Black Wall Street

Have you ever heard about Black Wall Street?


I heard, read and watched documentaries about Black Wall Street during my sophomore year of college. I made it a point to one day visit the area that was once the wealthiest most affluent places for African Americans.

Black Wall Street is located in Greenwood, (a Suburb of Tulsa), Oklahoma. It reigns so much history.

Black Wall Street was started “in 1906, O.W. Gurley, a wealthy African-American from Arkansas, moved to Tulsa and purchased over 40 acres of land that he made sure was only sold to other African-Americans,” writes Christina Montford in the Atlanta Black Star.


Seeing Black Wall Street in person was insightful, humbling and hurtful at the same time.

I do not recall reading about Black Wall Street in grade school. I never saw a Black History Project completed on Black Wall Street. It is almost as if it never happen. It's a place that hold so much rich history. My experience was insightful to know and understand that the ground I was walking on was the ground where my ancestors literally build a city that had the best school system, businesses, they were educated, and wealthy, and thriving not just surviving. They provided opportunities for one another and lifted each other as they climbed. As I walked down the street visualizing how things would have been, I beamed with pride and joy.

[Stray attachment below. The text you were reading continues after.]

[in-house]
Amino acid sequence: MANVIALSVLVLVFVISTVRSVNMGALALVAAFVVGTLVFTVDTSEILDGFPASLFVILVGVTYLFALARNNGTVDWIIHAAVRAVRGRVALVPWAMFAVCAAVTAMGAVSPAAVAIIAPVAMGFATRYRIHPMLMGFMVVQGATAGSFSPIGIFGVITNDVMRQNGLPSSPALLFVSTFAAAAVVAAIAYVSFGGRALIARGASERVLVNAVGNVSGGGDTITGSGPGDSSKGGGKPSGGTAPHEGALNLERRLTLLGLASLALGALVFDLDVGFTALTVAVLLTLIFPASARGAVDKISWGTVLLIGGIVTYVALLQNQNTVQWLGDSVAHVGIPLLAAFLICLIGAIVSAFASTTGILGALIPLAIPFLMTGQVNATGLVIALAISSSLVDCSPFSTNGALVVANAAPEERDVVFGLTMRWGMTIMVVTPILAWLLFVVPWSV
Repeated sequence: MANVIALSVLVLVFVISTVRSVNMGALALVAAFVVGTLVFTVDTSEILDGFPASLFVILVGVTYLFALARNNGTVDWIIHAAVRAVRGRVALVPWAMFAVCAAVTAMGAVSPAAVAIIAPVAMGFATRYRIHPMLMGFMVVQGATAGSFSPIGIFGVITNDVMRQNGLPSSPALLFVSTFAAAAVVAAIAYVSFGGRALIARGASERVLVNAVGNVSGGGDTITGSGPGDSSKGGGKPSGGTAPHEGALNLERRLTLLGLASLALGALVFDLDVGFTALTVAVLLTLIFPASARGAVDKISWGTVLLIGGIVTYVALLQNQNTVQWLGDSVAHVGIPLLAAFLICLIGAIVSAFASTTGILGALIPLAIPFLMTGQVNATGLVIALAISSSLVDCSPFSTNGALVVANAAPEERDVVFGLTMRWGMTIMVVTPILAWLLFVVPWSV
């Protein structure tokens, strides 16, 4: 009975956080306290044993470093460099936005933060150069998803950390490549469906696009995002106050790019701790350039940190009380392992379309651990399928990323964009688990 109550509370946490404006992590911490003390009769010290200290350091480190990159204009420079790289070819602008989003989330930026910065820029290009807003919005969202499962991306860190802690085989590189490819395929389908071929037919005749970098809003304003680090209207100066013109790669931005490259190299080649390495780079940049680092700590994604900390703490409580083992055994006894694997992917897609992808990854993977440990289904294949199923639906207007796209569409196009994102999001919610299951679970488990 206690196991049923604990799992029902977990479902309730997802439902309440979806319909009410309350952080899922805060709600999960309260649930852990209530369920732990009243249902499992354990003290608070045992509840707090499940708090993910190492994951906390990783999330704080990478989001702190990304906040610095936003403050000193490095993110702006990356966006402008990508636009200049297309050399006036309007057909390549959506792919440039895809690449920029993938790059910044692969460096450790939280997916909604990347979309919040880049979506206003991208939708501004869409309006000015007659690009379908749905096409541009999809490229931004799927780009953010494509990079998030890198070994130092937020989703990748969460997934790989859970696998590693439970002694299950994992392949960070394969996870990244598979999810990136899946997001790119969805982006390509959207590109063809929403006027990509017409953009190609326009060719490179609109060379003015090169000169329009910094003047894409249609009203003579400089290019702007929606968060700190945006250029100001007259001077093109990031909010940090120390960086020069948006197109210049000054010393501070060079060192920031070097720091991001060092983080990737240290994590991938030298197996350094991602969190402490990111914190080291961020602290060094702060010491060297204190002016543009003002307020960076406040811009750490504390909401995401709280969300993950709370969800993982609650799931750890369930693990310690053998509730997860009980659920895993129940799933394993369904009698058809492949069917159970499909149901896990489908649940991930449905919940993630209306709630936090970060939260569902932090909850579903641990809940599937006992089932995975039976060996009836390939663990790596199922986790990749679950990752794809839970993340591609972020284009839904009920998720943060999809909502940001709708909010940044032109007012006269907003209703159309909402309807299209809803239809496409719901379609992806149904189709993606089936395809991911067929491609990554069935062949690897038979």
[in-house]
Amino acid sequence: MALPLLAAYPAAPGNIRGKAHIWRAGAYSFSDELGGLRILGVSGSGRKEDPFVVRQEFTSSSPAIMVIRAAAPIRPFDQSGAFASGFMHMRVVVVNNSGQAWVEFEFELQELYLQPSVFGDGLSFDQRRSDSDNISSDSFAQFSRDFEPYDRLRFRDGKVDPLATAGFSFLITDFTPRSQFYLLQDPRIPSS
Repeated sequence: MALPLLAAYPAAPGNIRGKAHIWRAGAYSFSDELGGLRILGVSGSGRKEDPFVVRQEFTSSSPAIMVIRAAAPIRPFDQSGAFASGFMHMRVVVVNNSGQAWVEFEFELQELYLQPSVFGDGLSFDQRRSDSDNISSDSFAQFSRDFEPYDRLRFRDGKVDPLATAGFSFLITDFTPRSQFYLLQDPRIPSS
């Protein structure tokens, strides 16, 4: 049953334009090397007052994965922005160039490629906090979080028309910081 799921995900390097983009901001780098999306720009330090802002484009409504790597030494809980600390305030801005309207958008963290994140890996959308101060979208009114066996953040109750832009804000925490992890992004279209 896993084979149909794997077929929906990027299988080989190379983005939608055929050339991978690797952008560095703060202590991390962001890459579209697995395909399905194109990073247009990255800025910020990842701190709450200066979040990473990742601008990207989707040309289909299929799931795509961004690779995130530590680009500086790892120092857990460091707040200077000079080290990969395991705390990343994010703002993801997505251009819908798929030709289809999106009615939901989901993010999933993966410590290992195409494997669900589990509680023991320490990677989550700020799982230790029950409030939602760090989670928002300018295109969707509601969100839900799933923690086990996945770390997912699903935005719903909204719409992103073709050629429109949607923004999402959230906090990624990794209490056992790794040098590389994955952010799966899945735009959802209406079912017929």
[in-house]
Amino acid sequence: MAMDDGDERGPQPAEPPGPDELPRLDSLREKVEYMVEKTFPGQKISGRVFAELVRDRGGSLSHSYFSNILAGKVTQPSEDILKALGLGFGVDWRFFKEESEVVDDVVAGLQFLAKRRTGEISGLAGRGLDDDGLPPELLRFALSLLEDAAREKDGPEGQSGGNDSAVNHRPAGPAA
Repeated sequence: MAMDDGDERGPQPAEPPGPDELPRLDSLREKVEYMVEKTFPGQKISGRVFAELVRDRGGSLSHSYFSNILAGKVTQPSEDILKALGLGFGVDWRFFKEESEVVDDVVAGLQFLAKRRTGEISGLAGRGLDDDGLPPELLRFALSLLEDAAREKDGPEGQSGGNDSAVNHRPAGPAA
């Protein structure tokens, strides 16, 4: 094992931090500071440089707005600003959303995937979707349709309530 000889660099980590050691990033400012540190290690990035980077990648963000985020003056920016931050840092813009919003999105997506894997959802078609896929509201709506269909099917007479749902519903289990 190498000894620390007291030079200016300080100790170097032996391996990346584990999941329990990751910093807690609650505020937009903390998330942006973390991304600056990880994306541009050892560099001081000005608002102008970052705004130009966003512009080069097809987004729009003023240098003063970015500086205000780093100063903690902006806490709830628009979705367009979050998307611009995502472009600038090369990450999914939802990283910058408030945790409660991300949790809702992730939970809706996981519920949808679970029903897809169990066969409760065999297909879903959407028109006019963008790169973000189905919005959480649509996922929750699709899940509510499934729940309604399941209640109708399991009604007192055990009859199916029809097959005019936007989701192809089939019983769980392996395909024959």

Humbling to know that I have the opportunity to read about the businesses that once occupied this quiet yet impactful place. Just to imagine what was life was like during such a time. I imagined the community and camaraderie in building and sustaining such a legacy.

It was hurtful to know that I had to walk down the street to imagine how life was like during that time. Black Wall Street does not exist today. It was attacked, looted and burned to the ground in 1921.

As I took the time to imagine the good, I also took the time to imagine what would it have been like to watch such an affluent neighborhood to be burned to the ground, the fear it took, the thought and having to start over had to be beyond painful and my heart yearned for such a remarkable place.

I am glad I had the opportunity to visit such an affluent place. I am glad I had the opportunity to learn about Black Wall Street and everything it had to offer. I am glad that I am able to share the story of such an accomplishment in history. Below I have provided additional resources on Black Wall Street:

Stay Crowned Kings and Queens

https://www.youtube.com/watch?v=oJbF9SGB3Yk

https://www.youtube.com/watch?v=EO3Fxe4mDP4

https://www.ebony.com/black-history/destruction-of-black-wall-street

https://daily.jstor.org/the-devastation-of-black-wall-street/


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